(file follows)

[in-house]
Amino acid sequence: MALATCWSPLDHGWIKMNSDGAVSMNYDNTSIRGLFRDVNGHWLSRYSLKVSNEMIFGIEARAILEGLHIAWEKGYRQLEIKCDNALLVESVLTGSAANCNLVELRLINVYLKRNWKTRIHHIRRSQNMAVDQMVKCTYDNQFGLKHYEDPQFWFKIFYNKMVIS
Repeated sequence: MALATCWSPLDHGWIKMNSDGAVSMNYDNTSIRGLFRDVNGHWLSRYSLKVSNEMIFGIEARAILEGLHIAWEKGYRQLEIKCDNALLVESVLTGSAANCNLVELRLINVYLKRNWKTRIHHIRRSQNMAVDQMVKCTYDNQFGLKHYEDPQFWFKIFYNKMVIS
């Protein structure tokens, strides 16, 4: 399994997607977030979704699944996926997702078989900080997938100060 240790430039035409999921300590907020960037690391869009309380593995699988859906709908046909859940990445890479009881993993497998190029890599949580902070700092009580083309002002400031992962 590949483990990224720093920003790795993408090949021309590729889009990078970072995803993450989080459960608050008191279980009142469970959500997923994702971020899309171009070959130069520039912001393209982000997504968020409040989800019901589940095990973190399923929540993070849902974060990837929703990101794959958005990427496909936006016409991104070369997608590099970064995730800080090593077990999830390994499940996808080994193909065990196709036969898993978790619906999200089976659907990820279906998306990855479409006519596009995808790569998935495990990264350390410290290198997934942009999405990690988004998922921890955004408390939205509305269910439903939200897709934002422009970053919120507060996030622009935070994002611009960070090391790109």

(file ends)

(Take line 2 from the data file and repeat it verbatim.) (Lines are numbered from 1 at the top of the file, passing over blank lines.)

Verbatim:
Amino acid sequence: MALATCWSPLDHGWIKMNSDGAVSMNYDNTSIRGLFRDVNGHWLSRYSLKVSNEMIFGIEARAILEGLHIAWEKGYRQLEIKCDNALLVESVLTGSAANCNLVELRLINVYLKRNWKTRIHHIRRSQNMAVDQMVKCTYDNQFGLKHYEDPQFWFKIFYNKMVIS